Why an influencer turned the Hollywood sign into the Hollyboob sign

Social media influencer Julia Rose says she changed the sign to protest Instagram censorship.

Leslie Katz Former Culture Editor
Leslie Katz led a team that explored the intersection of tech and culture, plus all manner of awe-inspiring science, from space to AI and archaeology. When she's not smithing words, she's probably playing online word games, tending to her garden or referring to herself in the third person.
  • Third place film critic, 2021 LA Press Club National Arts & Entertainment Journalism Awards
Leslie Katz
2 min read

The famed Hollywood sign that overlooks Tinseltown briefly read "Hollyboob" on Monday. And now we (may) know why. 

Social media influencer Julia Rose says she changed the sign to protest what she sees as censorship of racier content by Instagram . Police arrested Rose and five others for trespassing, and park rangers quickly restored the iconic sign to its usual status. 

"This was way uncool (not to mention the terrain is quite steep and dangerous)," Captain Steve Lurie, commanding officer of LAPD's Hollywood area, tweeted Monday.  

Rose is founder and CEO of Shag Mag, a digital publication that features "exclusive and uncensored content of Julia Rose and other up and coming Instagram models" (yes, there are lots of boobs). In an interview with The Los Angeles Times on Tuesday, Rose said she first came up with the Hollyboob idea last year after Instagram warned her about nudity on her personal and company accounts. The accounts had about 6 million followers combined before they were disabled, the Times reports. 

Rose told the newspaper she knew she was "pushing the boundaries of censorship" on the accounts by featuring other scantily clothed influencers, but believed Instagram and its parent company, Facebook, targeted influencers more aggressively than established brands like Playboy.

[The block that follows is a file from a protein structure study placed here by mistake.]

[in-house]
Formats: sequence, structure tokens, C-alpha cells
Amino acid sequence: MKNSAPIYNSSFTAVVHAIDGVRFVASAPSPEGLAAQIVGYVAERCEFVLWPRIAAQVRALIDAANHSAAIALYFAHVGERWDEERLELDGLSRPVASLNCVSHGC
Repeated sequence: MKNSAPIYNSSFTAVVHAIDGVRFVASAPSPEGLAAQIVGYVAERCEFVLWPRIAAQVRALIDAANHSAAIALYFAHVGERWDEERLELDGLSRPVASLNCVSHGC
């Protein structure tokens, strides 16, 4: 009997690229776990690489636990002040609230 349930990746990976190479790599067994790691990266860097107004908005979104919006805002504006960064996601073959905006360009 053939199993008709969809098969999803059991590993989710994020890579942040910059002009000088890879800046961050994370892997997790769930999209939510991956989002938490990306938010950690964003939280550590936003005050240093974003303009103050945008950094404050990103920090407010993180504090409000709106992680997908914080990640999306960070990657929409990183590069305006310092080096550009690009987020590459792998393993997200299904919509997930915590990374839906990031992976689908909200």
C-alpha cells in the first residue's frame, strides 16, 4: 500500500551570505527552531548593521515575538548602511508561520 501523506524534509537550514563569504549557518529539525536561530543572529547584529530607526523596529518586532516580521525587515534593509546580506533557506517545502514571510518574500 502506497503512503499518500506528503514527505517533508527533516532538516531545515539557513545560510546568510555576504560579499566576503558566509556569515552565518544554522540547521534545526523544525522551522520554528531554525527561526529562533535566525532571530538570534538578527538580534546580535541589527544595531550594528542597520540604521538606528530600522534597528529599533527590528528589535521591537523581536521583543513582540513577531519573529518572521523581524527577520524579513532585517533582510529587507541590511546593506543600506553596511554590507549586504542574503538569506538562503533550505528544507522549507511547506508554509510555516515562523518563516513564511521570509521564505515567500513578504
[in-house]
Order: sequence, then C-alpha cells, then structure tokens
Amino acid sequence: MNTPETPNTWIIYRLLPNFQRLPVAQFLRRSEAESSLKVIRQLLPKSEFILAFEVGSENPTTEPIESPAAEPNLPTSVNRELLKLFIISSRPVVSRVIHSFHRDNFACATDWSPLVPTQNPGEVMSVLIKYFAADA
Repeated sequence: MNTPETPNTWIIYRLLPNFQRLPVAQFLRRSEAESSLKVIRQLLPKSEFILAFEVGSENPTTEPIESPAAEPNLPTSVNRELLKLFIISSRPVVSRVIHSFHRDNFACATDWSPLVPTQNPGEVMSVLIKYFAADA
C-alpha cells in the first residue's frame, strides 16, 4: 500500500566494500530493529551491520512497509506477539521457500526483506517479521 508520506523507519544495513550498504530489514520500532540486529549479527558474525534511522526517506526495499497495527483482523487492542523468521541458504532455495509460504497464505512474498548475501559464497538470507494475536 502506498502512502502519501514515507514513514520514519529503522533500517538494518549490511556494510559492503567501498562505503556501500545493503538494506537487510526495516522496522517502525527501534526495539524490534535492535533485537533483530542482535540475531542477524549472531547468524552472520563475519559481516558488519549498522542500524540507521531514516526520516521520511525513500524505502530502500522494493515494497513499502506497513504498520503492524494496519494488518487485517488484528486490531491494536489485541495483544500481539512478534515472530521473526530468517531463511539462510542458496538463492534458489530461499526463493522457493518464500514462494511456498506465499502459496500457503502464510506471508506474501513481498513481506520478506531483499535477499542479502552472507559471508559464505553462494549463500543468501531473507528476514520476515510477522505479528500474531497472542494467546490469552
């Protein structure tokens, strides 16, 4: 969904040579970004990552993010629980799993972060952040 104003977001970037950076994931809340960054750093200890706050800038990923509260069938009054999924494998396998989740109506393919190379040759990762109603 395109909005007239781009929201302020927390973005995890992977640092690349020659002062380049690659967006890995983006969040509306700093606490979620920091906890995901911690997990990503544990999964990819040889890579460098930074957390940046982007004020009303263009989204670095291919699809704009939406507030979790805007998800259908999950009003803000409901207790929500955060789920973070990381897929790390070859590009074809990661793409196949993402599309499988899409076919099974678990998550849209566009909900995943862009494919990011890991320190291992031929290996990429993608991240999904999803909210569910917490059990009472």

"We don't allow nudity on Instagram, and we removed these accounts for repeatedly breaking those rules," a Facebook company spokesperson said in a statement Tuesday. 

Rose, and fellow influencer Jack Tenney, one of her prank partners, maintain that the stunt had unanticipated benefits, like raising breast cancer awareness and bringing a smile to people's faces. 

"It's awesome," Rose told the LA Times. "All of it combined together has been really, really great."

The Hollywood sign was built in 1923 as a giant illuminated ad for an upscale real estate development called Hollywoodland and quickly became a tourist attraction and symbol of Hollywood glamour. It's appeared in numerous films, including Argo, Sharknado and San Andreas, and in video games including Grand Theft Auto San Andreas. The W on the sign, the tallest letter on the current version, stands at 45 feet high by close to 40 inches wide.  

Accessing the landmark atop Mt. Lee requires climbing steep terrain, but trespassers have managed to alter it before. In 2017, an artist changed it to read "Hollyweed," and in 1987, it briefly became "Holywood" to coincide with a visit from the pope.

Rose also made headlines during the 2019 World Series, when she and some friends flashed their breasts to TV cameras from seats behind home plate. At the time, they also said they were raising awareness of breast cancer. 

Rose and Tenney face court appearances for their Hollyboob hijinks later this year.